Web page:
Journal Article - Survival
Russia’s Lasting Influence in Central Asia
Although Russia can no longer exercise hegemonic power or demand exclusive rights of engagement, it is still the preponderant regional player in Central Asia.
Conventional wisdom holds that China and Russia have managed to reach a tacit understanding over their respective roles in Central Asia. Some argue that, with Beijing effectively conceding to Russia the leading role in an emerging security architecture, the threat of a renewed Great Game in the region has been deferred. Others concur that, to many observers’ surprise, Central Asia's independent states have not become objects of rivalry between Moscow and Beijing, but rather a major unifying element in SinoRussian relations. The two governments, they underscore, cooperate more closely in Central Asia than in any other world region. A third group suggests that based on the evidence available thus far, Russia and China have upended predictions of greater competition and succeeded in transforming a potential source of tension into a means of greater cooperation and mutual reassurance. More recently, thanks to Russia's involvement in the Syrian and Ukrainian conflicts, and internal economic woes caused by the imposition of Western sanctions and the decline in the price of oil, many leading observers believe Russia is neglecting its ‘soft underbelly’ – Central Asia – and losing ground in the region.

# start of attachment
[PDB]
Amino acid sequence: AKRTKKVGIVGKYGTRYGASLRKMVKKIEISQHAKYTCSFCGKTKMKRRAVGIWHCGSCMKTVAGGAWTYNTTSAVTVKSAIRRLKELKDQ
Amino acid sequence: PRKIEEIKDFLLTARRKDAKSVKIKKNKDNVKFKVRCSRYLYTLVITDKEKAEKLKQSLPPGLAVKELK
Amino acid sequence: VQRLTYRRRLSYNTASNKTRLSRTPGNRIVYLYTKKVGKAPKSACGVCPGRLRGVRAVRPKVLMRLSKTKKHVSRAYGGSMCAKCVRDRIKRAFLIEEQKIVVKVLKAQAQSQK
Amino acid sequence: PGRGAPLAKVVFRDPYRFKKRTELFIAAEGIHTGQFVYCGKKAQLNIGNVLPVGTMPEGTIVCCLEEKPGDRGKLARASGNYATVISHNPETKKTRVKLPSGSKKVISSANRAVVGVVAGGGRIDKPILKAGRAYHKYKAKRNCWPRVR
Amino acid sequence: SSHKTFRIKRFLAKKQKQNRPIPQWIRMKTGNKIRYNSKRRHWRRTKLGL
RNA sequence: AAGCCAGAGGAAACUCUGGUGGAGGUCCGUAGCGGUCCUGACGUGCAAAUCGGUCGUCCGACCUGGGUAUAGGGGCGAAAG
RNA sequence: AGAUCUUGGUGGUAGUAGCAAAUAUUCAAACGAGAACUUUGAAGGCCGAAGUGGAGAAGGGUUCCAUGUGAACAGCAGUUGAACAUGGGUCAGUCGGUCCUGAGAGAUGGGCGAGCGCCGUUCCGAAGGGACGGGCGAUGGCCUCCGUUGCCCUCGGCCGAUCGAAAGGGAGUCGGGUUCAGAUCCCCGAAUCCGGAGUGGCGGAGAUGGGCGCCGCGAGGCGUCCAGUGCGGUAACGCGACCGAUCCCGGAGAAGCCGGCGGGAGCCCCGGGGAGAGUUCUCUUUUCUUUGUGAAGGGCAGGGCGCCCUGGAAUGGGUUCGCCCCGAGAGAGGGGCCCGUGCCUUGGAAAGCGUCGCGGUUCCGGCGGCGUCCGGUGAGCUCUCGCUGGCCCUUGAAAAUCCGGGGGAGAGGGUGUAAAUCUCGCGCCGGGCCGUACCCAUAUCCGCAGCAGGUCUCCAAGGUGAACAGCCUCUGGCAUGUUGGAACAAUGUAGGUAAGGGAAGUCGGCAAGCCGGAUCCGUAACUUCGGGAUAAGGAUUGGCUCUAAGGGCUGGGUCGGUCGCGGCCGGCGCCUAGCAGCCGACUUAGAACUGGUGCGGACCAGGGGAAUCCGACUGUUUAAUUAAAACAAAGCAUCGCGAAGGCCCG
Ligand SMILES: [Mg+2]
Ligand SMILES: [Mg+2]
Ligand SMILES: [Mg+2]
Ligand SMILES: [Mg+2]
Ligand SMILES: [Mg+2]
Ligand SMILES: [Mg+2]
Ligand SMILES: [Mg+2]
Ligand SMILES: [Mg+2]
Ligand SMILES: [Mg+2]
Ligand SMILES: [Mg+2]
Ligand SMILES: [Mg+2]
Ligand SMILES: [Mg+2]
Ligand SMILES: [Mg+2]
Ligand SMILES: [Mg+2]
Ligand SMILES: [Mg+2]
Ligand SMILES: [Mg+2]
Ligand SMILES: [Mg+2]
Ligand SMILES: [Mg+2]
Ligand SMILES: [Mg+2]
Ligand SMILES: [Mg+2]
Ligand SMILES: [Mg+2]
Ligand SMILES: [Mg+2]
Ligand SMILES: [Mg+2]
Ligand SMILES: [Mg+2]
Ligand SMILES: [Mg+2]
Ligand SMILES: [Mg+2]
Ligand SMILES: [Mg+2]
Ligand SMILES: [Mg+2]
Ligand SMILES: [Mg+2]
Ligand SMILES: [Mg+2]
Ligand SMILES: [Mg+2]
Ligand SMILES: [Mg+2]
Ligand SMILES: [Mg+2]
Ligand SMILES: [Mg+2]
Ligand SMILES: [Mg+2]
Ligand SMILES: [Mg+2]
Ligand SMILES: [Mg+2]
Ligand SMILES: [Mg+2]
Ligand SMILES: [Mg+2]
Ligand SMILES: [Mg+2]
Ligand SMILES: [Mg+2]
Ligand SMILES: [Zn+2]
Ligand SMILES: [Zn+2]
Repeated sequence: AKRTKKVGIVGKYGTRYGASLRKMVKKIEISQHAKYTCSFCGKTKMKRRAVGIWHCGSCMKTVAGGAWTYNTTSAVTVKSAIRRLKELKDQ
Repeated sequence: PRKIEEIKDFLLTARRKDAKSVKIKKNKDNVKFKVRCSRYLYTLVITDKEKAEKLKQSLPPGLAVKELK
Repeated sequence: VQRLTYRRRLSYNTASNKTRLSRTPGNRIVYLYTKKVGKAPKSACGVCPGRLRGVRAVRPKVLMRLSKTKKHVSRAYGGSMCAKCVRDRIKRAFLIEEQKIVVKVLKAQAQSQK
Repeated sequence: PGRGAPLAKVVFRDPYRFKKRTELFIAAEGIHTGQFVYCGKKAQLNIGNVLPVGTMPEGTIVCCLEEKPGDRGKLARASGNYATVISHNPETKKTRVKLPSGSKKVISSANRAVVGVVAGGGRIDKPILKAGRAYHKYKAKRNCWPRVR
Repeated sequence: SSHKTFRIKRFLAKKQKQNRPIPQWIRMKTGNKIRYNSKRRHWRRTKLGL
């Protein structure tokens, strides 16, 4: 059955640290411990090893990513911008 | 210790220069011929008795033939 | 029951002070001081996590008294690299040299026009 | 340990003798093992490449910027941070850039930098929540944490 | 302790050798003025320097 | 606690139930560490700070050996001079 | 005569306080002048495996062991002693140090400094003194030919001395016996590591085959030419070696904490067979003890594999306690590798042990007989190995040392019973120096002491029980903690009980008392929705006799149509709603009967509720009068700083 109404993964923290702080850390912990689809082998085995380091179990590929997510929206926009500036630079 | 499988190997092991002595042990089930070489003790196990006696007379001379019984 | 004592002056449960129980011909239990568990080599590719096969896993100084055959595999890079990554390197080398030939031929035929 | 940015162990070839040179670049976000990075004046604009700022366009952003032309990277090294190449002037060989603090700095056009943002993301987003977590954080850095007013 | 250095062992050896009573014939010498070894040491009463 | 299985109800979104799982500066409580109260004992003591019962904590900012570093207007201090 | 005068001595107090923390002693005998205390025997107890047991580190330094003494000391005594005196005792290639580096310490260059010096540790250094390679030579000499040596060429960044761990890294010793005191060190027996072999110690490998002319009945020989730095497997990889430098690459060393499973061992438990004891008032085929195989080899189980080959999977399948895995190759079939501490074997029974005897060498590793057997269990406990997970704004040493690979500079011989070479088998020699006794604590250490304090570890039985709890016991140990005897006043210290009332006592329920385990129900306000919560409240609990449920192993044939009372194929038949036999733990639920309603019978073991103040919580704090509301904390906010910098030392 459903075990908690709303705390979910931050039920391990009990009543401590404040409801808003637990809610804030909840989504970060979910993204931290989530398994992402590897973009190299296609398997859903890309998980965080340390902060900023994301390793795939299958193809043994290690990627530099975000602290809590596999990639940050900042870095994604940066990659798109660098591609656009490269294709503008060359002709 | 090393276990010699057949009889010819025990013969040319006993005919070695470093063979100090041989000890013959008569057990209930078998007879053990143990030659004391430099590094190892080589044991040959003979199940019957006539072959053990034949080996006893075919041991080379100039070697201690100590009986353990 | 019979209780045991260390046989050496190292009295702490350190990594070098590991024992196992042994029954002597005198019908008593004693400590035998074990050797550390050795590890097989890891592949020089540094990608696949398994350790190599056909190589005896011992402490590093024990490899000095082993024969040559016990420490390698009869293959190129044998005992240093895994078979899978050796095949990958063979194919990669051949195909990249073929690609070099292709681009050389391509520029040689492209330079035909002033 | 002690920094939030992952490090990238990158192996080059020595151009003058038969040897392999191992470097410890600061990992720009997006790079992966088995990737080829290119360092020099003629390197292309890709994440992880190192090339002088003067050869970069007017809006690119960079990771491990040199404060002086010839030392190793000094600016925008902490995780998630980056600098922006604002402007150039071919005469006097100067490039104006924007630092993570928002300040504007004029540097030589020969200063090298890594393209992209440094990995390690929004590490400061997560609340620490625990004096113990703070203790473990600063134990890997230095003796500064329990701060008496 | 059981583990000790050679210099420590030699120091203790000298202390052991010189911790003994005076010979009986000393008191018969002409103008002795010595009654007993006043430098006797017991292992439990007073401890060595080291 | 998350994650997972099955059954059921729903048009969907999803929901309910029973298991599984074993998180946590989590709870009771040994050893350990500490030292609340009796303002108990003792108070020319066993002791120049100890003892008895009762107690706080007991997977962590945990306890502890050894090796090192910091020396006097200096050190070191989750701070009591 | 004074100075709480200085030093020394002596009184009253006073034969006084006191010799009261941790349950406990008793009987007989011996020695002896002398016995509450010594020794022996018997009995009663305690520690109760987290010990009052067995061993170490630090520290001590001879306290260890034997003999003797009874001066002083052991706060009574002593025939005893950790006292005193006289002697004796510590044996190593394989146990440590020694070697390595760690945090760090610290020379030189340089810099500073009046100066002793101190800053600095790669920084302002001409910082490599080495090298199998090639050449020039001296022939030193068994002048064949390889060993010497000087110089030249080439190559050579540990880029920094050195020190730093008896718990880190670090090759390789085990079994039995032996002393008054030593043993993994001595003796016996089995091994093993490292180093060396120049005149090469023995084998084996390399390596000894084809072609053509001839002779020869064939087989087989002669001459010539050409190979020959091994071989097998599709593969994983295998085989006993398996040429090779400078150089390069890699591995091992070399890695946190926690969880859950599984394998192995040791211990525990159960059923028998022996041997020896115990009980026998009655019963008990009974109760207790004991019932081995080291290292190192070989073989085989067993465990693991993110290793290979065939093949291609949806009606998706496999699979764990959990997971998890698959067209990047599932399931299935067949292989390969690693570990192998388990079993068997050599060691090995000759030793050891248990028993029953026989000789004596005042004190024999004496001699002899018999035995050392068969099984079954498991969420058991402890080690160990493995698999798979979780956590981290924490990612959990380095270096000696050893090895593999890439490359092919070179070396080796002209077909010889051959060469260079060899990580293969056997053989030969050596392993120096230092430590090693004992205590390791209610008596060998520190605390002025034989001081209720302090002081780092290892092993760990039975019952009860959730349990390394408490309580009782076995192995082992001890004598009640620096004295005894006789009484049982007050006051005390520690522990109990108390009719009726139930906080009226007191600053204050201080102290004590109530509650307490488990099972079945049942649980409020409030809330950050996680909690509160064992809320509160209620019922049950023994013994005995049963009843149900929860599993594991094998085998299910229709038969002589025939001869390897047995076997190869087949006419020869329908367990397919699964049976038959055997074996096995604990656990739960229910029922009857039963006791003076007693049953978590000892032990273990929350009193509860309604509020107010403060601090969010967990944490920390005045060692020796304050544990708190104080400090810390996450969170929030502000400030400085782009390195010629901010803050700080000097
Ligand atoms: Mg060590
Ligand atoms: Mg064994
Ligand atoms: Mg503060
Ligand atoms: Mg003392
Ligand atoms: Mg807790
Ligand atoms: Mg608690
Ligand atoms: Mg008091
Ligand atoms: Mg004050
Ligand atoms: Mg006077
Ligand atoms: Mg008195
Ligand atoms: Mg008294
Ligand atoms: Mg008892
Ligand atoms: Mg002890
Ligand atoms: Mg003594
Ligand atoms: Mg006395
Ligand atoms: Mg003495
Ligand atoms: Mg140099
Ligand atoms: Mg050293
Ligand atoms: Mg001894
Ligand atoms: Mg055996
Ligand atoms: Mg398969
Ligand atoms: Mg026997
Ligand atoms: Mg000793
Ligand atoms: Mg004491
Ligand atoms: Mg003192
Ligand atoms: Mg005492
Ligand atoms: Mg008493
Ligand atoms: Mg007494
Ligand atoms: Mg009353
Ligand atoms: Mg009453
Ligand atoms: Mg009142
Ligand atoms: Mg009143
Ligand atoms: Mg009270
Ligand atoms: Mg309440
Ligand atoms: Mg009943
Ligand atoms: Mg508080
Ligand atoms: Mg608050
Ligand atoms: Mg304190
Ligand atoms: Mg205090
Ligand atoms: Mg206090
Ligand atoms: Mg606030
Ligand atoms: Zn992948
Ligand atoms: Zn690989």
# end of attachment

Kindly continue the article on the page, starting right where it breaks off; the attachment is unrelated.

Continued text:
In fact, there is neither a strong Sino-Russian confrontation nor a clear ‘division of labour’ in Central Asia. In both security and cultural diplomacy, Russian President Vladimir Putin has presided over a more proactive, assertive and, ultimately, effective policy in Central Asia. Although this policy is still constrained significantly by Russia's limited financial and economic means, Moscow has strengthened its influence, for the most part thanks to amiable relations with the Central Asian strongmen who still almost completely dominate politics in their respective countries.
Given the current power transition under way between Russia and China, a significant question is whether Beijing has challenged, or is likely to challenge, Moscow's preponderance in Central Asia. In the short run this is unlikely. It is all too easy to lapse into clichés about the inevitable decline of Russia, the inexorable rise of China and the global retreat of the West as a public-goods provider. Whereas China tends to avoid direct involvement in local politics, Russia's preponderant strategic and cultural involvement in Central Asia has a direct bearing on the political stability of the local regimes. The Central Asian domestic political environment is affected by the larger context of Russian politics and foreign policy. In fact, as the scholars Rajan Menon and Hendrik Spruyt have observed, the domestic stability of Central Asian states is affected by a combination of the type of nationalism that prevails in political culture, the robustness of local political institutions – and the effects of economic reform in Russia itself. Kazakh President Nursultan Nazarbayev, for example, has been careful to make sure that Kazakhstan's economic reforms proceed in step with Russia's, often sending to his legislature for minor modification bills previously passed by the Russian parliament. Although Russia is no longer in a position to exercise hegemonic power or demand exclusive rights of engagement, it is still the preponderant regional player in Central Asia, and will remain so for the foreseeable future. Russia remains the most important external actor, exercising leadership in the management of regional security and skillful influence over Central Asian political elites.
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